I haven’t written about the Paris (and now perhaps French) intifada, partly because I’ve been too busy and partly because it’s so sad. I’ve been saying since the early days of Power Line that France probably is done-for, but seeing the latest evidence is harrowing just the same. Despite my frequent and harsh criticism of France and the French (too frequent and harsh to suit my French wife), I love the city of Paris and some aspects of French culture. The demise of that city and that culture, for all the faults of both, is tragic.
The riots in themselves signal no such demise. We had our race riots in the late 1960s. But these riots are fundamentally different. Although members of the black power movement had reason to hate America, deep-down most of them didn’t. Our riots came at the tail end of the great and peaceful civil rights revolution. By the time they occurred, Congress had already passed the legislation that would vastly diminish the injustices that sparked them. The movement that Martin Luther King led was profoundly pro-American. It challenged America to live up to its creed. The exponents of violence tended to be impatient kids who, to the extent they claimed to be separatists, were fooling themselves. It was their frustration with the pace of integration and black advancement which caused them to embrace the shock rhetoric of extreme black nationalism.
As far as I can tell, the situation in France today is nothing like that. These riots are not the tail-end of a peaceful, pro-French civil rights movement. They are a manifestation of raw hatred of France. The anti-French rhetoric is not the result of youthful hot-headedness or a desire to shock the French into living up to their creed (if what France stands for can be called that). It is, at least in part, the product of a religion with its own diametrically opposite creed. The rioters and their leaders aren’t demanding that the French embrace them, nor is that what they are after. If they have an objective, it is to transform France into an Islamic state. Certainly, the intention is not to do away with the vestiges of slavery. At best, these thugs and fledgling Islamofascists wish to preserve their ability to act outside of the constraints of law and civilized norms. At worst, they wish to terrorize the French until they convert to Islam, and to enslave those who don’t convert.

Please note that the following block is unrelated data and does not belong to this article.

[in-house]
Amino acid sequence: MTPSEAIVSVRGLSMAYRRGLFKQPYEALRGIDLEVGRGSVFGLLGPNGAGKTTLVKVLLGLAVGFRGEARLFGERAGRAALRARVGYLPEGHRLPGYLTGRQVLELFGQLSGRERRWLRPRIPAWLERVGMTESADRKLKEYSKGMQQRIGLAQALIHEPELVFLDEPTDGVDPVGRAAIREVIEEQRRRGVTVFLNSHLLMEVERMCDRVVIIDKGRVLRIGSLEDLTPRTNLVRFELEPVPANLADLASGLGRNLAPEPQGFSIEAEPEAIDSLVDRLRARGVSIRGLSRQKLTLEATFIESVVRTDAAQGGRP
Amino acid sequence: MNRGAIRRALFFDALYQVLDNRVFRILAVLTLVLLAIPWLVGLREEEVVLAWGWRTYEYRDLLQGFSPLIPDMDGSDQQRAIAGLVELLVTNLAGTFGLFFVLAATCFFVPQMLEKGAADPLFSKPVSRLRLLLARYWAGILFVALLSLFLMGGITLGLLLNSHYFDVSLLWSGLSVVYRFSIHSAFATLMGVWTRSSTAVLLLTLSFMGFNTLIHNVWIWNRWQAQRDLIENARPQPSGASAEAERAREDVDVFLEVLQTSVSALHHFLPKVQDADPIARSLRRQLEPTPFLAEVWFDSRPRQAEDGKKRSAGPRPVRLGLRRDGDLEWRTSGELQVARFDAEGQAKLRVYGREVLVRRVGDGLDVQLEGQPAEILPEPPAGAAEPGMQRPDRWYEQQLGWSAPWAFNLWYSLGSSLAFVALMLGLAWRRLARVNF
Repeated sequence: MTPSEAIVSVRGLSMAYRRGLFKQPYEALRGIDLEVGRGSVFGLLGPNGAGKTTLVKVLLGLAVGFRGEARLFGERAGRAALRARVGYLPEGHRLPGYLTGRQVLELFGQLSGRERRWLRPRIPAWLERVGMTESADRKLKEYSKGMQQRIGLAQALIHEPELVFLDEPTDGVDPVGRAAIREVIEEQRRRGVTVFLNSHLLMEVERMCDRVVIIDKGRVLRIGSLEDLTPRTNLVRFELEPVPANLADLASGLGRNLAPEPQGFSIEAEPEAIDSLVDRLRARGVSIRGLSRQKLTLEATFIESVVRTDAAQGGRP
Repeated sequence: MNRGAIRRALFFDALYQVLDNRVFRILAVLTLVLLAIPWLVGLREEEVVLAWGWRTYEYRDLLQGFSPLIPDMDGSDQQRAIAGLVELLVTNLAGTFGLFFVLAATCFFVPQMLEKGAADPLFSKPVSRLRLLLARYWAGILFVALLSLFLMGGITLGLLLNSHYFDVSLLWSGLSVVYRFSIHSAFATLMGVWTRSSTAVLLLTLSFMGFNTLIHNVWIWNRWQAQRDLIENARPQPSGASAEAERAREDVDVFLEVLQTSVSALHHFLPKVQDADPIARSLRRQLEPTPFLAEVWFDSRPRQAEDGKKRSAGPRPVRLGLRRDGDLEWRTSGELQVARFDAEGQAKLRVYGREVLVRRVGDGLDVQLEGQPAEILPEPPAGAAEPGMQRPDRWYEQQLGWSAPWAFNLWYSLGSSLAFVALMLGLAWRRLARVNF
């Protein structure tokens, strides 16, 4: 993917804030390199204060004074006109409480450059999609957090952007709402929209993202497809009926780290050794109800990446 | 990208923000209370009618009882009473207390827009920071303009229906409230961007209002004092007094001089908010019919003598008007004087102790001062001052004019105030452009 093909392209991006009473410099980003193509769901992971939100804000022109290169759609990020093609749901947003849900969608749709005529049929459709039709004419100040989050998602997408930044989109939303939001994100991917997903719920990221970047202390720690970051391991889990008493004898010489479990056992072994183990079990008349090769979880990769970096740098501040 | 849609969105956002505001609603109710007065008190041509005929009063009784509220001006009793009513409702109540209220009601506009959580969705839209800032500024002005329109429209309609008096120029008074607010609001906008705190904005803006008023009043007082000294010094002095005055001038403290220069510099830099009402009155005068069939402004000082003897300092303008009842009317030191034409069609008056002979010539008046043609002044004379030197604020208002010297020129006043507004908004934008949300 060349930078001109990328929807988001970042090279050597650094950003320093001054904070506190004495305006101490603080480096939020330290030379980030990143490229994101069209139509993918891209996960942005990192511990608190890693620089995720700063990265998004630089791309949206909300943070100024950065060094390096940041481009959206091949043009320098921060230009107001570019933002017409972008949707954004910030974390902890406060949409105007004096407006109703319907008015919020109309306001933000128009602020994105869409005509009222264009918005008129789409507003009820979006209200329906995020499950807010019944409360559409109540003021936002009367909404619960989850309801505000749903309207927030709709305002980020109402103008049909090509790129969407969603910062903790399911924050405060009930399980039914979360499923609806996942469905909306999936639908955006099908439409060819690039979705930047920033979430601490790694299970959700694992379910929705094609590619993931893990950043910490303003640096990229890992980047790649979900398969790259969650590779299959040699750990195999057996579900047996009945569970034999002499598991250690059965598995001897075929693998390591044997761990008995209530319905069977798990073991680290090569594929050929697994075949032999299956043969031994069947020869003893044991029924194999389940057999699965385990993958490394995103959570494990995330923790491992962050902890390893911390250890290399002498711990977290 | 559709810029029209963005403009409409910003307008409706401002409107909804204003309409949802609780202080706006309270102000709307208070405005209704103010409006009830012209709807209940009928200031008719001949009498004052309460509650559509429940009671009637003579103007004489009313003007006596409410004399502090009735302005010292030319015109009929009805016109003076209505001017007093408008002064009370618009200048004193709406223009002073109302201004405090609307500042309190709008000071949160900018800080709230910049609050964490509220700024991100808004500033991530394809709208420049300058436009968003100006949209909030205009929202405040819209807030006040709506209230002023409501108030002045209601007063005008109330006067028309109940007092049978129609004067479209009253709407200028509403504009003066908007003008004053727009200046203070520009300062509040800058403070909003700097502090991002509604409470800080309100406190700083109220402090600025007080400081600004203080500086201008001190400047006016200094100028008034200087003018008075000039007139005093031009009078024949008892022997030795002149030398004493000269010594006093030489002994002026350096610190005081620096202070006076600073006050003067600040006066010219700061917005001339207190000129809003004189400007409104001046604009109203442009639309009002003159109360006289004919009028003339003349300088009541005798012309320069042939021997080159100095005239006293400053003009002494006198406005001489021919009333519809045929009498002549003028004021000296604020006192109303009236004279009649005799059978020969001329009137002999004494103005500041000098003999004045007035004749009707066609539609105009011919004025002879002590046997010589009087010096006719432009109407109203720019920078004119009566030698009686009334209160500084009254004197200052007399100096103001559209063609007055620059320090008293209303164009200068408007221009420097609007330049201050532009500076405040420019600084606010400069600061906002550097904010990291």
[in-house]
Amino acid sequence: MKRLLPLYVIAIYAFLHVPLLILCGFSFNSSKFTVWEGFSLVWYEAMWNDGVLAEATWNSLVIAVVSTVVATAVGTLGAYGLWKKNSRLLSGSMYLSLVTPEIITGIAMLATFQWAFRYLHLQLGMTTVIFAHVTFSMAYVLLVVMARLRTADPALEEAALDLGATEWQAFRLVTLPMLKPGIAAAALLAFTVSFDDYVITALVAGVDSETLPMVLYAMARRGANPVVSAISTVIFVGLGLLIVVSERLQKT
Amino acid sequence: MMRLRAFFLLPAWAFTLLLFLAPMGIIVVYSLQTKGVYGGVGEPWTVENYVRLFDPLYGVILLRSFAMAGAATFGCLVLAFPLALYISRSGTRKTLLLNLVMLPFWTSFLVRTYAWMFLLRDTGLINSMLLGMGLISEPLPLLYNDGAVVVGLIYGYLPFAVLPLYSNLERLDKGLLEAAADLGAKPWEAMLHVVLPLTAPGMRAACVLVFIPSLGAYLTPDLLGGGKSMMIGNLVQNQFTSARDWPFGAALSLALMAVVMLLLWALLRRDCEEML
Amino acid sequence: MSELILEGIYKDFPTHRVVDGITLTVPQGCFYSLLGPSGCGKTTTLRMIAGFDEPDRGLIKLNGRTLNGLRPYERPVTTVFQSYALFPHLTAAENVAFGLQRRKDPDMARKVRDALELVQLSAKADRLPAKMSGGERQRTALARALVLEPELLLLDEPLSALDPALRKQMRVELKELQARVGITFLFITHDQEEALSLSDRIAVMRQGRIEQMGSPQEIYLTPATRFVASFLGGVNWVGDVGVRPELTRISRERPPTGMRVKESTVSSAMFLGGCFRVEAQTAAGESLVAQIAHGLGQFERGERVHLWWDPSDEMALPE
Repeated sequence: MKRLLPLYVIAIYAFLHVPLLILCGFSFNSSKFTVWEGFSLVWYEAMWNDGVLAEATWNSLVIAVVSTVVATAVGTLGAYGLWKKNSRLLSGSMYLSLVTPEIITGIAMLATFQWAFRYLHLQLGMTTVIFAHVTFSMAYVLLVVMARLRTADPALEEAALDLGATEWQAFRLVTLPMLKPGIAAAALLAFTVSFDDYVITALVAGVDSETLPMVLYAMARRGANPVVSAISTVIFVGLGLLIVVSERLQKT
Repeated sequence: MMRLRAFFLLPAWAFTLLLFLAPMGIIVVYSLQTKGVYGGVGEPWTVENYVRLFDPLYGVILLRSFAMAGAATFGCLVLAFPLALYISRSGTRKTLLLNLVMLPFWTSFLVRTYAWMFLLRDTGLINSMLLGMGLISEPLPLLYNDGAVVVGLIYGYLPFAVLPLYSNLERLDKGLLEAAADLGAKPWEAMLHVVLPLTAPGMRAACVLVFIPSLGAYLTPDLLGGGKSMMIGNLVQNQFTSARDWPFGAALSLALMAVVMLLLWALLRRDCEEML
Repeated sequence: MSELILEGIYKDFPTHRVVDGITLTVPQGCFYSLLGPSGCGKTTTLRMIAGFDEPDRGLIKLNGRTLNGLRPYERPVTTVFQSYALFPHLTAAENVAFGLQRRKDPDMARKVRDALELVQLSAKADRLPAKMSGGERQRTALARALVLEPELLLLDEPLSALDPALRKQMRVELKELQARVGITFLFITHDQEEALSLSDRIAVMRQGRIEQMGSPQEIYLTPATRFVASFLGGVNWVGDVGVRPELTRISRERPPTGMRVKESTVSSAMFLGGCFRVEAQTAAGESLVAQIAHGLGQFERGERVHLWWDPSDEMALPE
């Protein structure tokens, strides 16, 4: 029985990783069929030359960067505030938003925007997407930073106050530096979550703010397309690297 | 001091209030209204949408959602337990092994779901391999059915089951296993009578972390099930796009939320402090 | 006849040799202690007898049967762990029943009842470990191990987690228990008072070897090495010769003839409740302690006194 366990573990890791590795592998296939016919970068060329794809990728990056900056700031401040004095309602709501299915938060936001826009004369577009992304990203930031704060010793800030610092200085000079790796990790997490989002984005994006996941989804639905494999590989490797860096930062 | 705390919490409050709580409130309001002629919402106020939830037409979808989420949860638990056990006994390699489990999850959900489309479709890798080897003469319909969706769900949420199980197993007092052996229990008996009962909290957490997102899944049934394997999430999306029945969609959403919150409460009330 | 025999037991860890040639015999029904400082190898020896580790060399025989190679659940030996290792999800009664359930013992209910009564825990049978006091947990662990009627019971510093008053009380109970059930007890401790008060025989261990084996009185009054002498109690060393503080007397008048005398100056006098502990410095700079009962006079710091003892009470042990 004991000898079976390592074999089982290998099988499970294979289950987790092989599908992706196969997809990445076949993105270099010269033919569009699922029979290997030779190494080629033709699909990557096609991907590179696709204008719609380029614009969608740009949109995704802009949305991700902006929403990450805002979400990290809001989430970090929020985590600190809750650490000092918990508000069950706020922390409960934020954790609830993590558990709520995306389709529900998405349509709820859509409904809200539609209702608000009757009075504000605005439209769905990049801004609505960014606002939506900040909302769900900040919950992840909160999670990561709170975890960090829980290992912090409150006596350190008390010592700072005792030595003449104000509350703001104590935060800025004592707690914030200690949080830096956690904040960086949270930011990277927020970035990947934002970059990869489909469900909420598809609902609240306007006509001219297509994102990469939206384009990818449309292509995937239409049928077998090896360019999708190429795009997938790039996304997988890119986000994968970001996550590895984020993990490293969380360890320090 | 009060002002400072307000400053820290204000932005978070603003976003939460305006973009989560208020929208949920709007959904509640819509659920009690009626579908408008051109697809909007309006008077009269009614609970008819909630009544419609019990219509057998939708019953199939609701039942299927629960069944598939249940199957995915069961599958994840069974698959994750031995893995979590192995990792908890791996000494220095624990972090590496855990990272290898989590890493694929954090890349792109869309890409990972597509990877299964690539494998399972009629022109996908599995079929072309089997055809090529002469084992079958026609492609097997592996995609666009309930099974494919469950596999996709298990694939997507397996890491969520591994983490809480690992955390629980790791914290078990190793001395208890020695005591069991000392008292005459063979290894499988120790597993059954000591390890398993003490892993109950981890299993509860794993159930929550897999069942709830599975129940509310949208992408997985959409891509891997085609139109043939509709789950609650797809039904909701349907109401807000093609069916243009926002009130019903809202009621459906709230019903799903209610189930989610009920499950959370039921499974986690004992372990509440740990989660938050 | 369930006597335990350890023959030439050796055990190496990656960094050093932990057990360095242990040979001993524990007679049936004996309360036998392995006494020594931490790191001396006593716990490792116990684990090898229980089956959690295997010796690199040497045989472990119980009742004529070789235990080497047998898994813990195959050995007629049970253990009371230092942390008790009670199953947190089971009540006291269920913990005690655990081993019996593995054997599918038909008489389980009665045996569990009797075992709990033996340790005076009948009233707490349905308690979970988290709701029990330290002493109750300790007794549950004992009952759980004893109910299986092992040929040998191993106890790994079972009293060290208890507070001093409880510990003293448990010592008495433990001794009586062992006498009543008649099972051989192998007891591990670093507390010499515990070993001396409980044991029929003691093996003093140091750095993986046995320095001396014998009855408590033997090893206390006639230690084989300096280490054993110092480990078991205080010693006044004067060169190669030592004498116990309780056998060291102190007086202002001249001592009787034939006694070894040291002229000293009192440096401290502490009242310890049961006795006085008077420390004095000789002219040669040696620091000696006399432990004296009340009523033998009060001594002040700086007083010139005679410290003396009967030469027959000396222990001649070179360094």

France’s situation may not be hopeless, but it’s not easy to see the way out. Their best hope may be that the U.S. succeeds in its efforts to transform the Middle East to the point that Muslims perceive themselves as having a stake in the democratic project (as American blacks did) and in the global economy. Ironically, France has done just about everything it can to undermine this effort by the U.S.